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Posted 24 July 2013 - 12:04 PM

Before I go forward with my question, Danny; may the recent cold fusion reaction demonstration help provide the results for which you, and perhaps all of humanity, hope!

As to my ramblings on "c"...thank you for bringing your physicist's eye to the question. Though I am not able to understand even your, I am sure it is a, simple response, I sense you are correct.

Could you please attempt a further response; in words hopefully simple enough for me to comprehend, why in our universe is "c" (in a vacuum) equal to c. 186,000 mps and not, say 5 mps or a million mps?

Otto

#19 deSitter

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Posted 24 July 2013 - 12:13 PM

You are asking why it is large on human scales. There is no answer. If say a being existed with an extent as large as a galaxy, its organization would be far different than ours.

-drl

#20 sirchz

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Posted 24 July 2013 - 01:00 PM

Recently I had been thinking about the speed of light. I believe the speed of light in a vacuum is c. 186,000 mps (c. 300,000 kps) and that this figure is represented by the symbol "C". Then, in another post, Jarad began a comment with the words, "As a practical matter, if we don't figure out a way around the hard limit of C"...." His comment caused me to get brave and post the question I have had in my mind.

Is there anything in physics which can explain why C (in a vacuum) is c. 186,000 mps and not say 1 million mps or 5 mps? Is there something about the nature of the universe, light, stuff in the universe, etc. which might explain this?

Otto


I think the short answer is that our current theories are unable to explain why the fundamental constants are what they are.

#21 deSitter

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Posted 24 July 2013 - 01:12 PM

True, but C, like Planck's constant, is not on the same footing as dynamical constants such as the electron mass and the gravitational constant. All the parameters in the Standard Model are dynamical constants.

-drl

#22 Jarad

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Posted 24 July 2013 - 01:28 PM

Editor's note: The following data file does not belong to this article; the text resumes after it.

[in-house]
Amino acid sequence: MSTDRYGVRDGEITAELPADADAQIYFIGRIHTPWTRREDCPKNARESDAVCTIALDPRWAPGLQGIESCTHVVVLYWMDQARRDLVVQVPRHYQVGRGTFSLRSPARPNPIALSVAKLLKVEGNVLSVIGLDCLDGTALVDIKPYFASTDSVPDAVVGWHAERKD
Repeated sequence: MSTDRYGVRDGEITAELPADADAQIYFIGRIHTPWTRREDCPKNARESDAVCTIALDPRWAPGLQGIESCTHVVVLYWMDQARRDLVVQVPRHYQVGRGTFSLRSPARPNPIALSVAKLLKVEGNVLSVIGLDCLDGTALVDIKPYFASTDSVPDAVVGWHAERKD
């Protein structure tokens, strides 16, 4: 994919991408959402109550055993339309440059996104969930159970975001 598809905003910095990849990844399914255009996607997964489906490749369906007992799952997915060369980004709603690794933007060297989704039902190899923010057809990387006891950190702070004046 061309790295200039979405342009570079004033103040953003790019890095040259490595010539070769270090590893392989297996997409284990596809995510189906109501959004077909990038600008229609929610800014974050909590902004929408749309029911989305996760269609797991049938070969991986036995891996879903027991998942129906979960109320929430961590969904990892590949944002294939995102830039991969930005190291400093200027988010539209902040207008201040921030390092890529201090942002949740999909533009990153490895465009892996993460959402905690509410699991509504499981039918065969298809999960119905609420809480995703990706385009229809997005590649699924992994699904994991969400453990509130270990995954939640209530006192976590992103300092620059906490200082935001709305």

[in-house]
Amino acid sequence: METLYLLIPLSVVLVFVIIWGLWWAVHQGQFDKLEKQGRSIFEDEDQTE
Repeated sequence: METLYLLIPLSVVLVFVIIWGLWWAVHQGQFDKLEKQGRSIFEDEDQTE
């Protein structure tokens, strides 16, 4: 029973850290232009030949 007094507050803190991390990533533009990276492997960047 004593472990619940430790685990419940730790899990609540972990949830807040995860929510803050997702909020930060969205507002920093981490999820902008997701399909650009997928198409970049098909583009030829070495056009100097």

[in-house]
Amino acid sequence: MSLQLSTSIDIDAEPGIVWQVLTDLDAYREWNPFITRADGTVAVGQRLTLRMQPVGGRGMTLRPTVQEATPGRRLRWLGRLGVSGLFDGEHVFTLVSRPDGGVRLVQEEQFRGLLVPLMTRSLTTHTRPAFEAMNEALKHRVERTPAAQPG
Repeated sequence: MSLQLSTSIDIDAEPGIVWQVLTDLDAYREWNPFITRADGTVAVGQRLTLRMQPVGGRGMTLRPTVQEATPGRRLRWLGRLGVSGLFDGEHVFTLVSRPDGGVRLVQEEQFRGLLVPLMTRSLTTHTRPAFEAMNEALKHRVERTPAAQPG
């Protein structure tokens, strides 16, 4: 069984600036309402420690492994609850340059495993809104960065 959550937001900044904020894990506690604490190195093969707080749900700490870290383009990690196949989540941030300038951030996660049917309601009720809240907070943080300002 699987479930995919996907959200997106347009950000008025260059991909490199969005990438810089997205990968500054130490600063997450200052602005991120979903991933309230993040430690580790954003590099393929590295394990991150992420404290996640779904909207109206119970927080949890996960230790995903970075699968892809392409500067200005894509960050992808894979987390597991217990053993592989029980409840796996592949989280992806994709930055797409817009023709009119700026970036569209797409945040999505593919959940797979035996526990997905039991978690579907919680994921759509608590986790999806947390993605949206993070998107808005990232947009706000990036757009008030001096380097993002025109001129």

So basically you are saying that in General Relativity, the other constants that contain units of distance or time are defined relative to C. So the question isn't why is C ~3x10^9 m/s, but why is the electron so small, gravity so weak, etc.

Jarad

#23 deSitter

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Posted 24 July 2013 - 02:22 PM

Yes that's a legitimate question - see Dirac's "Large Numbers Hypothesis".

The explanation of C is quite rigorous because both Euclidean and Minkowskian geometry are examples of "affine geometries" in the sense of projective geometry. Every metric geometry can be embedded in projective geometry by positing within it the ideal domain. If the metric geometry has an indefinite signature and is degenerate, the characteristic constant is real. That is the case with relativity.

The explanation of Planck's constant is not yet at hand in so categorical a way, but many (raises hand) expect a similar geometric and invariant-theoretic derivation some day. In practice, both C and h are set to 1 to simplify calculations. They can always be restored at the end.

-drl

#24 PhilCo126

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Posted 24 July 2013 - 03:31 PM

C = Celeritas ( Latin for "speed" )

#25 Otto Piechowski

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Posted 24 July 2013 - 10:21 PM

Truly, I appreciate all the discussion that is going into this. But, is it possible for one of you to do a "Jarad" or a "Dave" and put these thoughts into even simpler words for me to begin to understand them. Why is c~3x10^9 m/s in our universe now and seemingly, for most of its current history? Why can't it be larger or smaller? Thanks guys (and gals?) Otto